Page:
I have previously stated my belief that the Fuller Road location would likely work best – it has more space for necessary parking <…> Some have objected to the Fuller Road site on the grounds that it is within the boundaries of Fuller Park <…> Ann Arbor needs a train station that works well now and for years to come. If the Fuller Road site is the optimum transit location according to the federal criteria, then that’s where I’d want to place the station; if the federal criteria give the nod to the Depot Street site, then that’s where I’d want to place the station. Time – hopefully not much more of it – will tell.

There is a federal study in progress on where the best location is for a train station.  Mayor Taylor notes his personal preference, but also pledges to yield to the voice of experts.

Another urban planning conflict is the potential park on the Library Lot.  There are two professional planners on council – and both are concerned about the viability of a park there.  CM Westphal spoke to the evidence on January 4th 2016, prior to his vote.  Mayor Taylor’s 2015 Year in Review acknowledges the emotional appeal of such a park, but also frankly discusses its potential downsides, drawing from expertise and evidence.  However, his 2015 Year in Review went against the voices of experts in the most contentious issue of them all these days at #a2council…

Deer control

I see three main factions on this issue.  Two are opinion-based: residents who are frustrated by increased deer presence and property damage, and those who are scared by the cull and/or who object to it on moral grounds.  Neither of these parties speaks from the position of impartial expertise, though both selectively cite evidence.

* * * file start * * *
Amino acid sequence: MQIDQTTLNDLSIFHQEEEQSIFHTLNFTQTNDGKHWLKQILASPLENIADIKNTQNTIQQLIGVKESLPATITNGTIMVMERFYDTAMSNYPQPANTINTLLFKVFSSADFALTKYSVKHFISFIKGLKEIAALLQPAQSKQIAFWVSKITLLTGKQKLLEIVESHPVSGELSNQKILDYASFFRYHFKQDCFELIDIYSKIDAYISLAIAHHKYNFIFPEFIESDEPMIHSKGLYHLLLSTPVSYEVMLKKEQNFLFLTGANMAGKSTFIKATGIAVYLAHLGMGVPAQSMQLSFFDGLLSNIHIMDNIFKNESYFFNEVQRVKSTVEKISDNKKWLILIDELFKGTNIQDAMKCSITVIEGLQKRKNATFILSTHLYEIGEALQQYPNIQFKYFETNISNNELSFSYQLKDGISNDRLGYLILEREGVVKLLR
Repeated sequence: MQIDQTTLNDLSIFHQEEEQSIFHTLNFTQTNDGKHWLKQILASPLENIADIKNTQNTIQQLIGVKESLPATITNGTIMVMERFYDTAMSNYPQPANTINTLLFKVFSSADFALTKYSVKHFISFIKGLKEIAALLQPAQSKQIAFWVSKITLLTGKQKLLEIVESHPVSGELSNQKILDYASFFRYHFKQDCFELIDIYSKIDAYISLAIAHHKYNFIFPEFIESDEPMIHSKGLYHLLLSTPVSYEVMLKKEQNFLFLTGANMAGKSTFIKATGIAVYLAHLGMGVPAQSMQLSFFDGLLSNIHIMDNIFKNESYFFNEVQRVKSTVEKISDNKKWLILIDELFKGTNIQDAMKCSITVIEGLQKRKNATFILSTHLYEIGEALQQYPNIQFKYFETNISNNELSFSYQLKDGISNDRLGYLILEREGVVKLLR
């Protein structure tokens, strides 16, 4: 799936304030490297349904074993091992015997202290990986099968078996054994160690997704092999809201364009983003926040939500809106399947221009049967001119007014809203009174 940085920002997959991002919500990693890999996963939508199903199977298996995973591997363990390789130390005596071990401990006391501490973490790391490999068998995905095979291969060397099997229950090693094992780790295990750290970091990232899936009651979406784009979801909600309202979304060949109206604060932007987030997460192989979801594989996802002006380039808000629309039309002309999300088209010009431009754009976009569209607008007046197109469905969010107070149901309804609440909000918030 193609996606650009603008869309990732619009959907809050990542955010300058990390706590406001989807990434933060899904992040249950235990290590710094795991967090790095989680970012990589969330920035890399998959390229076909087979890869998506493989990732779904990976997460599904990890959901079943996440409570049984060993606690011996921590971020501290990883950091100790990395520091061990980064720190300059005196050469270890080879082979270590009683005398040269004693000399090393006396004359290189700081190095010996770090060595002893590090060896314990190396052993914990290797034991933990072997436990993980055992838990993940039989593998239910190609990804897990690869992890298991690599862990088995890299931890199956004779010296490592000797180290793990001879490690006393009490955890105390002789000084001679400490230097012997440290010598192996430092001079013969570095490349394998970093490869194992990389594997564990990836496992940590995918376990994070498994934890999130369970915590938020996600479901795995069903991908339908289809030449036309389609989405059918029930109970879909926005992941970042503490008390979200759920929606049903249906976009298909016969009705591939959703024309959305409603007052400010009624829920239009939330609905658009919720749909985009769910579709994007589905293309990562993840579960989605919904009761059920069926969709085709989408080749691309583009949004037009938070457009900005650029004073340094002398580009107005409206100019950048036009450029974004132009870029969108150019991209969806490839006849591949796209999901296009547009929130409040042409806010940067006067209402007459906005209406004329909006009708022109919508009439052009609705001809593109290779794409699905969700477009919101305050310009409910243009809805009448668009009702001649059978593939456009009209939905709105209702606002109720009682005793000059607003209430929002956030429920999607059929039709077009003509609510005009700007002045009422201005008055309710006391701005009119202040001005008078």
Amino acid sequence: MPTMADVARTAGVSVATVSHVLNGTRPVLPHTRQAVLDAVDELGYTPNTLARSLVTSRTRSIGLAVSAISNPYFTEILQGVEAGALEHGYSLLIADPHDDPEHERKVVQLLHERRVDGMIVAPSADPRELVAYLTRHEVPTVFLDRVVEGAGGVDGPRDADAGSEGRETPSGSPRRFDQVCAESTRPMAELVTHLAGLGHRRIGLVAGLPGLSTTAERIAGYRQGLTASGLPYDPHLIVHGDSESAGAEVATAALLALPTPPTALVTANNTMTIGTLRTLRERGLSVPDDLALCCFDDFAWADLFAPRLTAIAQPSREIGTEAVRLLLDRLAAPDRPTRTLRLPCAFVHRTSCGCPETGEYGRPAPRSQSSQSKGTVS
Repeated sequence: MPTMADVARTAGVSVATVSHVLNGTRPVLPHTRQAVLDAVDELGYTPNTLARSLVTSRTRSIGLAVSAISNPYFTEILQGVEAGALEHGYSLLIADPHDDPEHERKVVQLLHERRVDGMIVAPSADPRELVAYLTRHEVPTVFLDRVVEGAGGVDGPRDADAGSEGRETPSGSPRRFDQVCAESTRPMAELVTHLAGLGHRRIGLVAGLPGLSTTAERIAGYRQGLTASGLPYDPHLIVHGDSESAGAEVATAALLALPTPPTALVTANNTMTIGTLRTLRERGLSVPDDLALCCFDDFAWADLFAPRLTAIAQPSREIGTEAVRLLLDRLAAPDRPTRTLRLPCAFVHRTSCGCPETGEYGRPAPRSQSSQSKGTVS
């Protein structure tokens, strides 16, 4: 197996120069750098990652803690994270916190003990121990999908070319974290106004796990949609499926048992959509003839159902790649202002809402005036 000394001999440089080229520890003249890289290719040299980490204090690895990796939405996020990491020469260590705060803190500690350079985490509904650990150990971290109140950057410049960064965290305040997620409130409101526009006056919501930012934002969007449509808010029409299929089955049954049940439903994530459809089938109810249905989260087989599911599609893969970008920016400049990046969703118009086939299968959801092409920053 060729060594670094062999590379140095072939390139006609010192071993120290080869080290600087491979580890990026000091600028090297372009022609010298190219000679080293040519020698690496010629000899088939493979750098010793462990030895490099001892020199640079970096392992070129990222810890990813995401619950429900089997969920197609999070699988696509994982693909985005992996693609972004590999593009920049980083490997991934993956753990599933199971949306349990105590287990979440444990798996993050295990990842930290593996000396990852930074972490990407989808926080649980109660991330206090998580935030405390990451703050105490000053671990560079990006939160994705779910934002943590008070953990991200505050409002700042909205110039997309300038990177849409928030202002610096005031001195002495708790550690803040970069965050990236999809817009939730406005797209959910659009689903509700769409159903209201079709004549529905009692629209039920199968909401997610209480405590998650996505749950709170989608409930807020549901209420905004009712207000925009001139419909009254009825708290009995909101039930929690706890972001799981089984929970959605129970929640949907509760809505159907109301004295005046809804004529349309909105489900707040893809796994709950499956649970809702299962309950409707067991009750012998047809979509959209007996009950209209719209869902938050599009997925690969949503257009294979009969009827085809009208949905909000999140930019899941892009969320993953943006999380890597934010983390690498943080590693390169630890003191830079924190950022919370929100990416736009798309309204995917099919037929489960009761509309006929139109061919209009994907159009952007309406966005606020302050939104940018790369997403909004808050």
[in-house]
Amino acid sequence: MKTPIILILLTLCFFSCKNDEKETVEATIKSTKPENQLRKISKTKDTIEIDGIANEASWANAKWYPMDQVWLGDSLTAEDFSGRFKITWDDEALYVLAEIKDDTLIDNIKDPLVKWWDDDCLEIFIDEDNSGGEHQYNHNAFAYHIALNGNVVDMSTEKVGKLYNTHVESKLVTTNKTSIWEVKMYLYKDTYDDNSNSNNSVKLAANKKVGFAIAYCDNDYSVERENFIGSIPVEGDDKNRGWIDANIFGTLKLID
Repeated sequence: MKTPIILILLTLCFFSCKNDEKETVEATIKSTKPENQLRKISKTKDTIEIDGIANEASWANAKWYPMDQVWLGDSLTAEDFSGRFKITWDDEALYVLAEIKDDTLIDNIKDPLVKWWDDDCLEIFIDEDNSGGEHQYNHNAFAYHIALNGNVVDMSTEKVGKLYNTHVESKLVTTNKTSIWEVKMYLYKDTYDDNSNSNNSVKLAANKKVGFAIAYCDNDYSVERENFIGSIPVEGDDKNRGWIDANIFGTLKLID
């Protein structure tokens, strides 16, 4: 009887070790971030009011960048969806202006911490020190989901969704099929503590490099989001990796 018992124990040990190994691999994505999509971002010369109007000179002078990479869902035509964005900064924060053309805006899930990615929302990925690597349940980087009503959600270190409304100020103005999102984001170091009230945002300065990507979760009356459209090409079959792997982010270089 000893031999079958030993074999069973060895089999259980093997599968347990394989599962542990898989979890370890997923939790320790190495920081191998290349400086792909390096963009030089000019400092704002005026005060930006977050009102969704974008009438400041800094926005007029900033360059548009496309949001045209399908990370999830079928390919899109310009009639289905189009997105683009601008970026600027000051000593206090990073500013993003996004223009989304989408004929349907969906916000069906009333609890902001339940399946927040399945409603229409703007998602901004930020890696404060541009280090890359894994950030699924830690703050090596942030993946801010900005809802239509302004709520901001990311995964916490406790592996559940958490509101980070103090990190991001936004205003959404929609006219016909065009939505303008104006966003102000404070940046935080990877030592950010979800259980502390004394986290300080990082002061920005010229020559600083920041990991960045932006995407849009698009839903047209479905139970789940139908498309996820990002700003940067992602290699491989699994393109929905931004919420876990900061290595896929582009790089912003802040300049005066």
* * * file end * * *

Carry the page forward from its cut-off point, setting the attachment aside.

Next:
The third faction, smaller and quieter, is that of the experts: scientists, including biodiversity professors, and natural area stewards.  These experts calmly make an evidence-based case for the cull.  See:

  • Biodiversity professor Christopher Dick’s “why ecologists support Ann Arbor’s deer cull
  • Forest ecologist Ben Connor Barrie’s post “Oh Deer” (written in 2014, when less emotion accompanied this issue)
  • The wealth of evidence compiled by botanist Vivienne Armentrout
  • Support for the cull from the leader of Ann Arbor’s Natural Area Preservation efforts (I think this was mentioned at council though I can’t find a citation.)

Mayor Taylor cast the lone vote against the cull.  In his 2015 Year in Review, he essentially says: yes, the cull might be the scientific thing to do, but so many people have such strong feelings against it that it’s not worth upsetting them – even if their feelings are not rational.  He writes:

Shooting in the parks, even under controlled and person-safe conditions, will alter and degrade too many residents’ conception of their city and their home. That’s a fact. The cull will cost – has cost – our community spirit greatly. Reasonable people can differ on the cull, but in my view the cure is worse than the disease.

The deer cull puts great tension between expertise and gut feeling: the expertise and evidence is solidly on one side, but the emotional backlash against it has been tremendous.  Especially as this issue is a low priority for council, it will be interesting to see which force triumphs in the end.